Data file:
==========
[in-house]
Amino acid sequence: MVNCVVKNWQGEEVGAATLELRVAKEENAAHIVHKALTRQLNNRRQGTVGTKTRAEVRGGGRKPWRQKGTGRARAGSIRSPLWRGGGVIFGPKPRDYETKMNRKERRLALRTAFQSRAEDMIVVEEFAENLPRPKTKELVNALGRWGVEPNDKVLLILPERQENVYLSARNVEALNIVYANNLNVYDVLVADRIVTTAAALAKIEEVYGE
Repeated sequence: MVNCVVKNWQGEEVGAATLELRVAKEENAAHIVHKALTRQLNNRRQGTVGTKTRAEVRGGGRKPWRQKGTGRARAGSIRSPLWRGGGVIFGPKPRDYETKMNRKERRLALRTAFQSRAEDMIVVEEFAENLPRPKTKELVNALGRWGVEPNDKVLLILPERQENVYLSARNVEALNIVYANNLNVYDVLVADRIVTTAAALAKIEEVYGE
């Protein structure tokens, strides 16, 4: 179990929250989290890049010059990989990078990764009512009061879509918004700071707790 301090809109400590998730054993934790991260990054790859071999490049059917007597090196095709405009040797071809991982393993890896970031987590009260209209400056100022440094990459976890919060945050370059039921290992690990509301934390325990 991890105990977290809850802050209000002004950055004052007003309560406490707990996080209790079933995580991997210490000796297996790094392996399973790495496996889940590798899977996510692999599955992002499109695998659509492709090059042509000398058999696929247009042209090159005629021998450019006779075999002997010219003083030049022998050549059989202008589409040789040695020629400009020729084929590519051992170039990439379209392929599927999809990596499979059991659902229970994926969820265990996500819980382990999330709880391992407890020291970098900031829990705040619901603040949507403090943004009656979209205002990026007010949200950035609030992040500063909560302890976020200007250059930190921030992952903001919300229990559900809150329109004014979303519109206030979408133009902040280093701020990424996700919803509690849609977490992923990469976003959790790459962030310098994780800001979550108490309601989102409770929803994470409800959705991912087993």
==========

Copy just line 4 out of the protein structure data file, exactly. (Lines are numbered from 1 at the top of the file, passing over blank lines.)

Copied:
């Protein structure tokens, strides 16, 4: 179990929250989290890049010059990989990078990764009512009061879509918004700071707790 301090809109400590998730054993934790991260990054790859071999490049059917007597090196095709405009040797071809991982393993890896970031987590009260209209400056100022440094990459976890919060945050370059039921290992690990509301934390325990 991890105990977290809850802050209000002004950055004052007003309560406490707990996080209790079933995580991997210490000796297996790094392996399973790495496996889940590798899977996510692999599955992002499109695998659509492709090059042509000398058999696929247009042209090159005629021998450019006779075999002997010219003083030049022998050549059989202008589409040789040695020629400009020729084929590519051992170039990439379209392929599927999809990596499979059991659902229970994926969820265990996500819980382990999330709880391992407890020291970098900031829990705040619901603040949507403090943004009656979209205002990026007010949200950035609030992040500063909560302890976020200007250059930190921030992952903001919300229990559900809150329109004014979303519109206030979408133009902040280093701020990424996700919803509690849609977490992923990469976003959790790459962030310098994780800001979550108490309601989102409770929803994470409800959705991912087993």